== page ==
An International Year of Statistics Event: Estimating Election Outcomes with Different Statistical Methods
Michael Traugott, Research Professor, Center for Political Studies, ISR, University of Michigan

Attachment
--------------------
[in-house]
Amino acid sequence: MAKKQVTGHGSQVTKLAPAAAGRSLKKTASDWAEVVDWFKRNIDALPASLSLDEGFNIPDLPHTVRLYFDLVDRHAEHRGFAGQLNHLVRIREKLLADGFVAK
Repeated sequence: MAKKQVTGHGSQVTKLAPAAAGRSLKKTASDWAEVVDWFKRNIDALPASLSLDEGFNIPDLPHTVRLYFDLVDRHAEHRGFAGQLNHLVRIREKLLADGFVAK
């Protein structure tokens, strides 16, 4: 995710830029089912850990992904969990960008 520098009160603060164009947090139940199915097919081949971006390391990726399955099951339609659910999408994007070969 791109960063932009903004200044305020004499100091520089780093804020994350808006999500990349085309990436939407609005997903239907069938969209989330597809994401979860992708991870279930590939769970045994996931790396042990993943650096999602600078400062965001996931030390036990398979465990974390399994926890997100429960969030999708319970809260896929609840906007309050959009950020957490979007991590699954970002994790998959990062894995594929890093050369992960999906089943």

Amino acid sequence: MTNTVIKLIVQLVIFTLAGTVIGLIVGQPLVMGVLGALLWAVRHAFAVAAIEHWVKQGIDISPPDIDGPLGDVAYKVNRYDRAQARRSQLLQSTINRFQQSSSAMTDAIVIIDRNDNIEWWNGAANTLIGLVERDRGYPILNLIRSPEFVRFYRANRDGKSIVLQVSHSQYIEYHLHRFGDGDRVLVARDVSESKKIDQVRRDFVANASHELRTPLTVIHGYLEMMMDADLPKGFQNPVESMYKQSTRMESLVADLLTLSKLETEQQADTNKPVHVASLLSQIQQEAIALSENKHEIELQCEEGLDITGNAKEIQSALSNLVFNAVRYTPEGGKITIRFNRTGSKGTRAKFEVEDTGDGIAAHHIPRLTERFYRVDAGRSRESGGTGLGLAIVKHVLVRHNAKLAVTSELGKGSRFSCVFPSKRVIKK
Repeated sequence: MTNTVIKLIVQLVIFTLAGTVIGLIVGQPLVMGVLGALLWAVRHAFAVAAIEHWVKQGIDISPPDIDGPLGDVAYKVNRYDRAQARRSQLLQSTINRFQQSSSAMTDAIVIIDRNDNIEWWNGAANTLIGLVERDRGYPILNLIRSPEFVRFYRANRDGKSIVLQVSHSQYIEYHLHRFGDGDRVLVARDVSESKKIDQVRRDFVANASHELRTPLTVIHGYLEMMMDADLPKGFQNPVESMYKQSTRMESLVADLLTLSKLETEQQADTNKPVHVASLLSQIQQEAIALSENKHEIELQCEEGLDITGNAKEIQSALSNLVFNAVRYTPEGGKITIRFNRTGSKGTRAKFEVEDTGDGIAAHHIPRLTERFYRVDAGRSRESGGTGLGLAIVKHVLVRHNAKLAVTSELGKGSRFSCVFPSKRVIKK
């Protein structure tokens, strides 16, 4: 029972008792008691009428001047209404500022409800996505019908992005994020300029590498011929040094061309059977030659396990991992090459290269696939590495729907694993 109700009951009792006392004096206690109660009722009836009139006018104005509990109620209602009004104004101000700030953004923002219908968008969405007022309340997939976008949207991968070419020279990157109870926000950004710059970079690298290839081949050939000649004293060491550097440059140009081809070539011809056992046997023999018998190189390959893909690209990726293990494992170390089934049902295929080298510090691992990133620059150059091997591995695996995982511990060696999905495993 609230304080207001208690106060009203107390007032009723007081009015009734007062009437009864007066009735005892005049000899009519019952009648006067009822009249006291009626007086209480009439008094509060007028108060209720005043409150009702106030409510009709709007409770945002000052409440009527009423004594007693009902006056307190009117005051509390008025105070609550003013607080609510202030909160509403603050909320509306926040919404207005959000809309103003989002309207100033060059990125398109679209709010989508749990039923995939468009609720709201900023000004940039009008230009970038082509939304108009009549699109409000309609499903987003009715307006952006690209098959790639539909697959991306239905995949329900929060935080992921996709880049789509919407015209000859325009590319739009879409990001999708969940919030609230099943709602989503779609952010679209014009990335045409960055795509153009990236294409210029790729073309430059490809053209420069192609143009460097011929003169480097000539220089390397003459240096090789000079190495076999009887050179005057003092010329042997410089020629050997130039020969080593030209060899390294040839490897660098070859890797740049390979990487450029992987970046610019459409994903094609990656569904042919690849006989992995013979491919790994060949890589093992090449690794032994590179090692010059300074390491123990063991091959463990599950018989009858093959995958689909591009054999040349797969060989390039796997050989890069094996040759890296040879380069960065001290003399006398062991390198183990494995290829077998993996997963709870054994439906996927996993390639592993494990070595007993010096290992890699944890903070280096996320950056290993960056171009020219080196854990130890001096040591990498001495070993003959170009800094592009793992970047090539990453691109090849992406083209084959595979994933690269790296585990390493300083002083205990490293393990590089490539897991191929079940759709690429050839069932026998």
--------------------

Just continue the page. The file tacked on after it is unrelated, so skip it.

Until recently, public opinion polls conducted before an election were the main tool for explaining voter reactions to the candidates and their campaigns as well as estimating the outcome. Generally, polls conducted closer to Election Day produced better estimates than those conducted earlier, but the 2012 election created problems for some pollsters, especially those conducted by Gallup. For the last few presidential election cycles, forecasters and statistical modelers have produced estimates of election outcomes with a focus on such factors as how much in advance the estimates are produced and with what level of accuracy. With more polling conducted at the state level, data aggregators in particular are producing estimates of the outcome in each state and translating them into estimates of electoral votes as well as shares of the popular vote at the national level. These shifts in statistical techniques are also changing the way that political campaigns are covered by the press.
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